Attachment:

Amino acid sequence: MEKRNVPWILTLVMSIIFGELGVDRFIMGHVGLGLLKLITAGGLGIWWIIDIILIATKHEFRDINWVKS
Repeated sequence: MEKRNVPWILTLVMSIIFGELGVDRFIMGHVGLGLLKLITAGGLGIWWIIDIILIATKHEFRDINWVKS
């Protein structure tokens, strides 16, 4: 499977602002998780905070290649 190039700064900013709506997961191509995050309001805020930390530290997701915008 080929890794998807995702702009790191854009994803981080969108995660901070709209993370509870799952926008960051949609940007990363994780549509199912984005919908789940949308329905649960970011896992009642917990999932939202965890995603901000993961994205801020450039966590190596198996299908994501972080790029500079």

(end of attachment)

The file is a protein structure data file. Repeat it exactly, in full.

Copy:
Amino acid sequence: MEKRNVPWILTLVMSIIFGELGVDRFIMGHVGLGLLKLITAGGLGIWWIIDIILIATKHEFRDINWVKS
Repeated sequence: MEKRNVPWILTLVMSIIFGELGVDRFIMGHVGLGLLKLITAGGLGIWWIIDIILIATKHEFRDINWVKS
């Protein structure tokens, strides 16, 4: 499977602002998780905070290649 190039700064900013709506997961191509995050309001805020930390530290997701915008 080929890794998807995702702009790191854009994803981080969108995660901070709209993370509870799952926008960051949609940007990363994780549509199912984005919908789940949308329905649960970011896992009642917990999932939202965890995603901000993961994205801020450039966590190596198996299908994501972080790029500079």